Iron Ore Fines What is Liquefaction?
In fine grained moisture laden cargo the spaces between cargo grains are filled with both air and water. Whilst at sea the cargo is subject to forces due to the vibration and rolling of the vessel. These forces cause the inter-grain spaces to contract. The water in the spaces between grains is subject to a compressive force but as it is a liquid it cannot be compressed. This has the effect of reducing the inter-grain frictional force that holds the cargo in a solid state. Where enough moisture is present the reduction in inter-grain friction due to the ship’s motion and vibration can be sufficient to cause the cargo flow like a liquid i.e. to liquefy.
Consequences of Liquefaction
The most significant consequence for the vessel resulting from liquefaction is cargo shift leading to loss of stability. This may produce dangerous angles of list and in some instances the resulting loss of stability can be such that the vessel and the lives of those onboard are lost. It is therefore imperative that seafarers are aware of the types and condition of cargo that may give rise liquefaction.
The International Convention for the Safety of Life at Sea (SOLAS) Chapter VI – Carriage of Cargoes - provides the general framework for the carriage of all cargoes.
Shipper’s Duties In respect of cargoes with particular hazards, such as liquefaction, SOLAS is explicit in requiring the shipper to provide the master, or his representative, with the appropriate cargo information sufficiently in advance of loading to enable the necessary precautions for safe carriage to be put into effect. The format of such information is also supplied in IMO circular MSC/Circ.663. Additionally there are specific provisions for additional information to be supplied for cargoes which may liquefy in the form of a certificate of moisture content and transportable moisture limit (TML).
As such shippers are obliged to provide appropriate cargo information to the master before loading commences.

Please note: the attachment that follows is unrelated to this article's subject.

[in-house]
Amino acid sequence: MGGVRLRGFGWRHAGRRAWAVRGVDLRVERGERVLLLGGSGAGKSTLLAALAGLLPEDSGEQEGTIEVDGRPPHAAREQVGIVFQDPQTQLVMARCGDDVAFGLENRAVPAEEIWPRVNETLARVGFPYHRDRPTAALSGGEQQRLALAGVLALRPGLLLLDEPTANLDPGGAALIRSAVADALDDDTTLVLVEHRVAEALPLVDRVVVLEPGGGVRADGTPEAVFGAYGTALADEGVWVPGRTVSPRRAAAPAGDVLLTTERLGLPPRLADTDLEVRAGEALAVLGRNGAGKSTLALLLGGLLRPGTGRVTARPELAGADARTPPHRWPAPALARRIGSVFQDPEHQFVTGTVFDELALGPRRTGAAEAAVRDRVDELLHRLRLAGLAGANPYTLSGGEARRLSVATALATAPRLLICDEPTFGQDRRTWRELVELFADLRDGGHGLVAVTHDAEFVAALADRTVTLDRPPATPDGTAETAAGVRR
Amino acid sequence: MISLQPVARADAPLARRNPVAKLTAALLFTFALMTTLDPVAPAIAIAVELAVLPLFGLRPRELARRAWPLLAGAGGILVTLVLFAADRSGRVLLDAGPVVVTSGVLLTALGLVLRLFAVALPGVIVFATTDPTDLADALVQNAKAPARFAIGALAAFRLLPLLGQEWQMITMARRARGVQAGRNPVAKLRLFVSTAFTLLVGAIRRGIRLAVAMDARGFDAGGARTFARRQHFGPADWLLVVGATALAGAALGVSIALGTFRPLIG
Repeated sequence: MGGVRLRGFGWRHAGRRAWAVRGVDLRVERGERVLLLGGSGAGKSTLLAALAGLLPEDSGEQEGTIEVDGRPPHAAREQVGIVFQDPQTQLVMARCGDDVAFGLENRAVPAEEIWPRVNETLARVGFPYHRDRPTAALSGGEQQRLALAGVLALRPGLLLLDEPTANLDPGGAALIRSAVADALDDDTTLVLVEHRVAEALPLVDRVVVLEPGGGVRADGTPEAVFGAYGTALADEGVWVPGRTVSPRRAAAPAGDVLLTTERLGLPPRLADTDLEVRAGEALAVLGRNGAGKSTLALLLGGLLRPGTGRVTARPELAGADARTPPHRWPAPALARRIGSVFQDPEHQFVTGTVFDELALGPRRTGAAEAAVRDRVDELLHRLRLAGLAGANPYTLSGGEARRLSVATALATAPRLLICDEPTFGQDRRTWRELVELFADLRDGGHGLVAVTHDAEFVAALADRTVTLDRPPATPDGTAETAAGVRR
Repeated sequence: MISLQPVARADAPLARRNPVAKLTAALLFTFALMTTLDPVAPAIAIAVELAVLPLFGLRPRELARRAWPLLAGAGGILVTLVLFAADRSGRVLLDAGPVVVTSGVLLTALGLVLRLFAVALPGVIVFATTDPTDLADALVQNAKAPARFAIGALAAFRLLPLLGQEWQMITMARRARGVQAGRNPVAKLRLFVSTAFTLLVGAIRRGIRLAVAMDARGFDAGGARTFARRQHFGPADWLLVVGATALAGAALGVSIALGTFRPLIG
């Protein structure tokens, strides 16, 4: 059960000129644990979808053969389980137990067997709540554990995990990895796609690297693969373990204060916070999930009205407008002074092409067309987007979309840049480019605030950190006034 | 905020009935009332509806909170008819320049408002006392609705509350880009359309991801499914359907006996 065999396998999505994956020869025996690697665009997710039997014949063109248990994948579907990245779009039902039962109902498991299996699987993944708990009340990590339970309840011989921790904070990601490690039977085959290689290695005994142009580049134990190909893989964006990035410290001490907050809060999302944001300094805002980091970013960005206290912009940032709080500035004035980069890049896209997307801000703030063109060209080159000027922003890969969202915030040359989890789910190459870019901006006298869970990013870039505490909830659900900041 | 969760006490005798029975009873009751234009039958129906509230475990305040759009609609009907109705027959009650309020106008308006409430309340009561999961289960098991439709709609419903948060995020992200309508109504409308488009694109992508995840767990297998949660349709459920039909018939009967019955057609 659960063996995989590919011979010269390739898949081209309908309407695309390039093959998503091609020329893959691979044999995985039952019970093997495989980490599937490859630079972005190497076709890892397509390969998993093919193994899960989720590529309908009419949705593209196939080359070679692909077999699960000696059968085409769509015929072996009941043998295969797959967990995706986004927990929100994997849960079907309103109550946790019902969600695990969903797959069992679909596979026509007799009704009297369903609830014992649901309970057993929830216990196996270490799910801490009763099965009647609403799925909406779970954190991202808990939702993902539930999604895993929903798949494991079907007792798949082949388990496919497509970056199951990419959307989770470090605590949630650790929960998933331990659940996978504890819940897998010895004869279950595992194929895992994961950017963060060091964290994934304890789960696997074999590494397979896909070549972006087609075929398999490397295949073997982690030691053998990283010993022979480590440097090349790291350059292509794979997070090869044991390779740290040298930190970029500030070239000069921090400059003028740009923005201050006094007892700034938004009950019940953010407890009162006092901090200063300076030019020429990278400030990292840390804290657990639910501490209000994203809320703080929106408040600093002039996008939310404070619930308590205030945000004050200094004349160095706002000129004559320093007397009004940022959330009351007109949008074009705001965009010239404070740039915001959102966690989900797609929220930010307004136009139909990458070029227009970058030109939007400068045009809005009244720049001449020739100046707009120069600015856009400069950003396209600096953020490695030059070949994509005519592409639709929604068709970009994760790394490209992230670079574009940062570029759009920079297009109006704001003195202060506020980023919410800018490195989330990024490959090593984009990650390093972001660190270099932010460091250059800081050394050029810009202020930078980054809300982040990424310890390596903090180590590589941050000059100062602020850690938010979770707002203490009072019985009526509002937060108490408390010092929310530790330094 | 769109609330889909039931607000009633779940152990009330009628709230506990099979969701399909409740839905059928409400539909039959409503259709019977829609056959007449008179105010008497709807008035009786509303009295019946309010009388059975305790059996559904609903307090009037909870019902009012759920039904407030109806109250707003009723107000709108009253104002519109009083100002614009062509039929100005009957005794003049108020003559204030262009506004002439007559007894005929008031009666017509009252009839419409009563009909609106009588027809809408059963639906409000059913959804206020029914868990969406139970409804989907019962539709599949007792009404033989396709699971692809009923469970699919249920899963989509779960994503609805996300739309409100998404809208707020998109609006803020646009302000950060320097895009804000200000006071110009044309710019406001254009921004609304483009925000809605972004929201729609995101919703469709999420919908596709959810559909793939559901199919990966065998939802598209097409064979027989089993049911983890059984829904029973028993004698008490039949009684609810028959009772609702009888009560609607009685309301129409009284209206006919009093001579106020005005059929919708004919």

SOLAS, Chapter VI Part B, Regulation 6.2, states that “Concentrates or other cargoes which may liquefy shall only be accepted for loading when the actual moisture content of the cargo is less than its TML.”
Therefore, a master should not accept such a cargo for loading without first receiving the appropriate documentation certifying the moisture content and TML of the cargo with the moisture content shown to be less than the TML.
Terminal Representative’s Duties
SOLAS, Chapter VI Part B, Regulation 7, deals with the loading, unloading and stowage of bulk cargoes and introduces the Code of Practice for the Safe Loading and Unloading of Bulk Carriers (BLU Code). The BLU Code is included as a supplement of the IMSBC Code.
The BLU Code, although primarily concerned with arrangements between the terminal and the ship to ensure safe and efficient cargo operations in port, does under section 3.3.3 state that:
“The terminal representative should be satisfied that the ship has been advised as early as possible of the information contained in the cargo declaration as required by chapter VI of SOLAS 1974 as amended.”
A question confirming that the cargo information has been received is also included in the recommended ship shore safety checklist at Appendix 3 - question 12 - of the BLU Code.
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